The Shriram Sanjeevi column: India travel retail set for growth as aviation industry expands

INDIA. In the latest of a series of articles about travel retail and aviation, our India Editor Shriram Sanjeevi assesses the exciting airport and airline expansion in the country, and the huge new opportunities it will open up for retail and food & beverage.

On 27 February, India’s Prime Minister Narendra Modi inaugurated the country’s newest greenfield airport at Shivamogga in Karnataka as part of his election campaign in the state. There are now six airports in Karnataka and another six are in the pipeline.

Built at a cost of Rs.450 crores (US$55 million), the new airport is located 180 kilometres east of Mangalore International Airport (managed by Adani Group) and 300 kilometres north-west of Kempegowda International Airport Bengalaru (managed by Fairfax Holdings).

According to sources, a private airport player has already come forward to manage the new facility and discussions are underway.

Several major airlines in India including Indigo are vastly increasing the size of their fleets to meet potential demand (Photo: Airbus)

From 74 airports in 2014 when Modi assumed power, the number of operational airports has doubled. Of course many of these existed already as mere airstrips (since World War II), but through the aspirational UDAN (Ude Desh ka Aam Nagarik  – ‘To make the common man fly’) scheme, many new airports in Tier 2/3 towns have been commissioned. The airfare per ticket for flights between UDAN  airports up to 300 kilometres is capped at Rs.2,659 (US$32), making it extremely affordable for a citizen to fly.

Shriram Sanjeevi predicts exciting developments for Indian travel retail in response to rapid aviation and airport expansion

“Even those wearing Hawaii chappals [flip-flop style footwear which cost about US$2 -Ed] can now fly,” said Modi addressing an audience on the affordability of air travel. He also mentioned Air India’s latest purchase of 470 aircraft – 250 from Airbus and 220 from Boeing – at an estimated cost of US$70 billion, stating how it would create numerous jobs in India.

He was right, including employment in the travel retail sector that will arise due to this order by Air India and other airlines who are on an aircraft buying spree. India’s number one airline by passenger traffic, Indigo, plans to order 500 new aircraft and Jet Airways, now with new owners, plans to order another 200.

Delivery of the aforementioned aircraft orders will happen over the next 7-10 years. Given that there are about 700 aircraft operating currently, I’d expect to see about 1,200 flying from Indian airports by 2028, with total aircraft increasing by about 100, or say +15%, per year.

Gearing up for this, there will be numerous new retail and F&B outlets established in the Indian airport network to cater to aspirational flyers, many of whom could be flying for the first time. Non-aeronautical revenues currently account for more than 65% of private airport operator turnover – such companies could potentially double up their incomes in the next 5-7 years.

For Airports Authority India (AAI) airports, the figures are flipped due to an historic lack of focus on expanding commercial opportunities.

In my previous column, I highlighted the success of F&B at Indian airports in comparison to retail. As some of the Tier-2 airports do not have terminating (last) and originating (first) flights, it is likely that many passengers arrive and depart  late due to factors such as weather conditions and runway congestion at major airports.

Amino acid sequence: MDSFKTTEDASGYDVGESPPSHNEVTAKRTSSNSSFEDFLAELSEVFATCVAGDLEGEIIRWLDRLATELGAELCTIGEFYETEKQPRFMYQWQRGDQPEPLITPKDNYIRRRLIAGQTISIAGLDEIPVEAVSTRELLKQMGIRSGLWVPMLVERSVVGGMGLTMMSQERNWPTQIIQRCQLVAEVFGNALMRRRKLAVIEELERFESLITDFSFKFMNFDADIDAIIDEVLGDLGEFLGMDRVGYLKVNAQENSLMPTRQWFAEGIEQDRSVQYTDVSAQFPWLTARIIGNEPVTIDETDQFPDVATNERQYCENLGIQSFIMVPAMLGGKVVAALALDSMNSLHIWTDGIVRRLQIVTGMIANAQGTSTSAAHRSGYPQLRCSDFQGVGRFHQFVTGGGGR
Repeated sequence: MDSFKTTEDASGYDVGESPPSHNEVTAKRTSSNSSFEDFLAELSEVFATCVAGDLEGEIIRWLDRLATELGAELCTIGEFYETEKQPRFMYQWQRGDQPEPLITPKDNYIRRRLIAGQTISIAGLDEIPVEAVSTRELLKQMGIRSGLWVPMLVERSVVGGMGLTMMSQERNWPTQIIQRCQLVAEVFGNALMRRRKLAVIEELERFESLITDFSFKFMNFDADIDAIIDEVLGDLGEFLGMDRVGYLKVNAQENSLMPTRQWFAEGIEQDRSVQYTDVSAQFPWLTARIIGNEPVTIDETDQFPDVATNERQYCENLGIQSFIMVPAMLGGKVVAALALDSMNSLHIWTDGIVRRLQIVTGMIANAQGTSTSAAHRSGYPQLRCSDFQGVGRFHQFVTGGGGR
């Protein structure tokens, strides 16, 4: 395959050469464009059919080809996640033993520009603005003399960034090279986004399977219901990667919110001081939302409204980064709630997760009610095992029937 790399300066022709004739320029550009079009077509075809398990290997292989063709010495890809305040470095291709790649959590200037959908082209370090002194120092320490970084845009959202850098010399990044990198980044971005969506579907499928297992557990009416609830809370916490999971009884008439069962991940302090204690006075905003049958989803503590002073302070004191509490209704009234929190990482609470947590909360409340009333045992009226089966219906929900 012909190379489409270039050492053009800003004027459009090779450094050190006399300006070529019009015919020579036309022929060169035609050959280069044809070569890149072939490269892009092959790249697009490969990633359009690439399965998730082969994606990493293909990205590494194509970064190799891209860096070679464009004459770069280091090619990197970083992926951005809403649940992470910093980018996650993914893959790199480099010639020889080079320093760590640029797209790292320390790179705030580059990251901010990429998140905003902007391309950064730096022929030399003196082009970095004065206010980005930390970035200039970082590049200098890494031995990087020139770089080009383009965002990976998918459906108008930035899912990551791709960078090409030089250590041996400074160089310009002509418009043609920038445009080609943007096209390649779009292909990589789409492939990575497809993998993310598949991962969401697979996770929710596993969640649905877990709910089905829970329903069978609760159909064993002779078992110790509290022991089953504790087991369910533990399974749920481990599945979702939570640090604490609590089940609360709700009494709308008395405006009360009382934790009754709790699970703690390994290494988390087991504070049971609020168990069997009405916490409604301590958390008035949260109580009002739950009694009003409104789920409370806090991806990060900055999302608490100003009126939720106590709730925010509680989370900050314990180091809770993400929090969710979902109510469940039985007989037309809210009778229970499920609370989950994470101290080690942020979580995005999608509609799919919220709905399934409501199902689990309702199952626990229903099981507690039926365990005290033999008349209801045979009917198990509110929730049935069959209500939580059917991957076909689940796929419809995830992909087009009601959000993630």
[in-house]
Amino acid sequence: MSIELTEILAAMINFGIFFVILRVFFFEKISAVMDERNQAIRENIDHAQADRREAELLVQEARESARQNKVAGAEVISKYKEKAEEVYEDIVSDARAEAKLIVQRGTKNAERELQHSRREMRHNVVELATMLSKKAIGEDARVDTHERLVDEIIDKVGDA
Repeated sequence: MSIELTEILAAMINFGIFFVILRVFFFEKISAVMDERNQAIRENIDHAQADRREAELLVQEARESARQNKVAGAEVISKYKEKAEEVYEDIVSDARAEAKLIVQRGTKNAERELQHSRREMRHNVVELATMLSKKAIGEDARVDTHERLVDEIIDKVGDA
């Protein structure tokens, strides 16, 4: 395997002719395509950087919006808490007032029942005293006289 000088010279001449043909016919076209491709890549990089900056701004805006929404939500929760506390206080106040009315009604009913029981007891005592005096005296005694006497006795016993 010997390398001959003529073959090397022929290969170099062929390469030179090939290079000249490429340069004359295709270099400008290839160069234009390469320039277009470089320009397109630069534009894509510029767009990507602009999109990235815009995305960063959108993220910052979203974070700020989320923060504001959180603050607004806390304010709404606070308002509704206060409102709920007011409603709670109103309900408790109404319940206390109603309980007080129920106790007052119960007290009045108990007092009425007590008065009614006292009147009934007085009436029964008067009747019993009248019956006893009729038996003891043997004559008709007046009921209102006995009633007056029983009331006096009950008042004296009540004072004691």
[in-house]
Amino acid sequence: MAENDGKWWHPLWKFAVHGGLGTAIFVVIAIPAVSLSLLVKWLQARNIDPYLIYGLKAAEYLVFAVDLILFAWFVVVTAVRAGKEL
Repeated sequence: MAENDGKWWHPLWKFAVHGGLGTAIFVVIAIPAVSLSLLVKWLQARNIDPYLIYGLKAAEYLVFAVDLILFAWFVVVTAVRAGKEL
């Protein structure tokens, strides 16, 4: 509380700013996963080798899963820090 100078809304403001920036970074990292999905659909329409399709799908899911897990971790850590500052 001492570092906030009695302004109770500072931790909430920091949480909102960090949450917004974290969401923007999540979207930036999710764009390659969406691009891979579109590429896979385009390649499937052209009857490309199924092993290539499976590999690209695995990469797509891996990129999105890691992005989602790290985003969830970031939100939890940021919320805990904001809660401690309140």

Therefore, the dwell time for passengers in smaller airports will be significantly higher than in bigger airports where the majority who are travelling on business know exactly their path within the airport and the time it takes to reach the boarding gates.

F&B outlets featuring strong theming and Sense of Place are set multiply across Indian airports

Hence, they do not spend much on retail and dining, save for one last drink for the runway, perhaps. The disposable incomes of those passing through smaller airports may not be very high, but it is compensated by the novelty around air travel, thereby increasing their propensity to spend.

On a recent trip departing from Patna Airport, I was at Starbucks and was astonished to note that the processing time from standing in a queue to place my order to collecting my selection took eight minutes. That’s almost three times as much as at a downtown café, perhaps due to peak hour crowds pre-boarding.

Despite the way, this, for a seasoned traveller and travel retail enthusiast like me for close to two decades, came as a welcome surprise. Why? Because it underlined that even smaller airports can provide a busy, vibrant and even premium F&B offer.

The top six airports at Mumbai, Delhi, Chennai, Bangalore, Hyderabad and Kolkata followed by the next 20 served about 75% of the estimated 330+ million passengers across India for financial year 2022-23. However, the remaining 125 airports manage over 82 million passengers. If I were to suggest a very nominal US$2 spend per passenger, that’s an estimated Rs.1,350 Crores (US$165 million) a year in incremental revenues, for the smaller airports who are carrying just 25% of the entire air traffic.

From travel retail revenues, bigger airports are estimated to rake in around Rs.4,200 Crores (US$520 million) currently and the smaller ones probably bring in about Rs.400 Crores (US$52 million) or less, annually. Together, I believe retail and F&B opportunities could range over Rs.8,200 Crores (US$1 billion) per year by 2025.

More aeroplanes in the skies (and thereby more passengers in the terminals) and a much higher volume of flights only mean bigger opportunities for brands, retailers and airports. These are indeed interesting and exciting times for the travel retail sector in India. ✈

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